I enjoy writing though I’m not very good at it. My spelling is horrible. My sentence constructions can be bested my many 10 year olds, and my grammar hasn’t improved since junior high school. Yet I continue. Becoming a writer is what I dreamt of becoming when I was a kid. I’ve yet to realize that dream. It doesn’t mean I shouldn’t try.
Kids dream of all sorts of things they’d be when they become adults. While in Namibia, I had put together a series of lectures I would present to secondary and high school kids that exposed them to things I thought they just would not see otherwise. The lecture series was my way of addressing what I saw as a limit to the imagination natural to young minds. Whenever I asked a Namibian child what he or she wanted to be when they grew up I would get invariably the same answers: a nurse, a teacher, an engineer. All admirable careers, but the answers all lacked vision. What kind of nurse? Did they know they could specialize and become an emergency or operating room nurse? Did they know they could teach yoga, programming, or the art of sword making? Did they have any idea that nearly everything in our modern world requires specialized engineering?
They did not.
My lectures were supposed to expose these young minds to the vastness of human endeavor. I showed them how medicine and engineering produced prosthetics that allowed people to walk, pick up a can of soda, or see again. I showed them people who taught machines how to dance, open doors, and run on two legs like its creators. I showed them devices engineered to take people into the deepest, darkest, coldest places on earth and view, first hand, creatures never seen before by man.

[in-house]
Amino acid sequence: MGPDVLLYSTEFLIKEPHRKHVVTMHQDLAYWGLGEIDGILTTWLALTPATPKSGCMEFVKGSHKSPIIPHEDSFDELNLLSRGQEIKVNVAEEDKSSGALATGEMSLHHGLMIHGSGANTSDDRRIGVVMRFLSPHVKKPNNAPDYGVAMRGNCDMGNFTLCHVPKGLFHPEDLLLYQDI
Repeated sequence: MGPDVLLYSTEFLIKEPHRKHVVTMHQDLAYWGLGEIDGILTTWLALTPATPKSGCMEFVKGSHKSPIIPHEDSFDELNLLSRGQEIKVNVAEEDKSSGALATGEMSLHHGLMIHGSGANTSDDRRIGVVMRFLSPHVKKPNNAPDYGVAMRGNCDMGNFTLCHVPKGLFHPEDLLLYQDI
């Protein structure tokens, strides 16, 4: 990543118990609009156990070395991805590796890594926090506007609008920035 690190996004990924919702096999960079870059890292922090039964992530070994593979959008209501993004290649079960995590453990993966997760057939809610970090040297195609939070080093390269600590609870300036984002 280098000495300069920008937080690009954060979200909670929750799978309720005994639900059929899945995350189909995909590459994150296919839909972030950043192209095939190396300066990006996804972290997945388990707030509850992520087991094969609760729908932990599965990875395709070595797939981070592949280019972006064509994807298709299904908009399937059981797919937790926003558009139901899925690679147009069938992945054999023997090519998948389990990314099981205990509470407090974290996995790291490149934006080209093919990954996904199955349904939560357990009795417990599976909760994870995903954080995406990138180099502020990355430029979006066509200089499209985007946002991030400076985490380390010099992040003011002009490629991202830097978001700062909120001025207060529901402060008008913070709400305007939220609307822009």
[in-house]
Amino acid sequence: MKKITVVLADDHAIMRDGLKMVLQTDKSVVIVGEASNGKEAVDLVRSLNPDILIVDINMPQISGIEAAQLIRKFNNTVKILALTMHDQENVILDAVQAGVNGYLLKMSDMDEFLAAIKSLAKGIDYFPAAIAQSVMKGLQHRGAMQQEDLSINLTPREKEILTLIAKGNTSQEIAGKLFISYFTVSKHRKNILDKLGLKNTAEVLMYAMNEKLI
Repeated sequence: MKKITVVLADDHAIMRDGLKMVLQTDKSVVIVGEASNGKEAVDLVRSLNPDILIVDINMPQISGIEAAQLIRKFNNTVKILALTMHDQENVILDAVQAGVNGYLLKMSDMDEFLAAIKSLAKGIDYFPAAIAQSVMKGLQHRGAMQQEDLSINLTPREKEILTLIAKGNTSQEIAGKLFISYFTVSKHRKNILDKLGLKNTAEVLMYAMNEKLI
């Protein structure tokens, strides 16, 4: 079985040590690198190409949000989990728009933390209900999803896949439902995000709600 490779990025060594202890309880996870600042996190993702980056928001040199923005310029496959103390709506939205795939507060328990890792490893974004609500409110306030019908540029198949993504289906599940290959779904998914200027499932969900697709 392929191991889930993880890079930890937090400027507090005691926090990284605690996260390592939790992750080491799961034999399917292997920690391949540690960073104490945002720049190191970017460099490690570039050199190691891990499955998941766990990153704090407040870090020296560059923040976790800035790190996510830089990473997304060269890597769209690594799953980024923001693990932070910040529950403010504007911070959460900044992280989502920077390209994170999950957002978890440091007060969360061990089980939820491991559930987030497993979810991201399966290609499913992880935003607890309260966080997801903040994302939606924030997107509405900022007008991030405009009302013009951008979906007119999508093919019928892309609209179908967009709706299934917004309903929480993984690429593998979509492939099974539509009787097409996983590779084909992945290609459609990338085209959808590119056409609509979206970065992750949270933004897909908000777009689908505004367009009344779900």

Did it work?
I don’t know. They were wowed when the watched a Boston Dynamics robot do a backflip and open a door without human assistance. They appeared mesmerized by men and women who seemed to possess comic book-like powers granting them superhuman speed, and strength through engineered prosthetics. They gasped when a diver surprised an octopus that had disguised itself as a rock. The students and teachers applauded loudly an asked for more, but did any of it mean anything?
I like to think that my lectures and presentations were more than hour-long distractions. I earnestly hope that hearing me talk and showing them video snippets of the world beyond their classrooms and auditoriums planted a seed in what I hope were minds still fertile and nourished with imagination and wonder. But I’m a realist, I know I will likely never know if anything I said or showed took root.
I left Namibia is 2020 as COVID became a pandemic. Some of those high schoolers may be freshman now in the University of Namibia or other institutes of higher eduction. Hopefully, by the time they are seniors, they will have decided of a career path and, hopefully, a few may remember the lectures and videos I showed and make a decision based on what they saw and heard.
I suppose what I’m wondering at the moment is what many teachers must wonder at some point in their career: did I make a difference? I am no teacher, but the sentiment is the same and I’ll likely never know if I made a difference, but I believed it was worth the effort.
Maybe I should keep trying.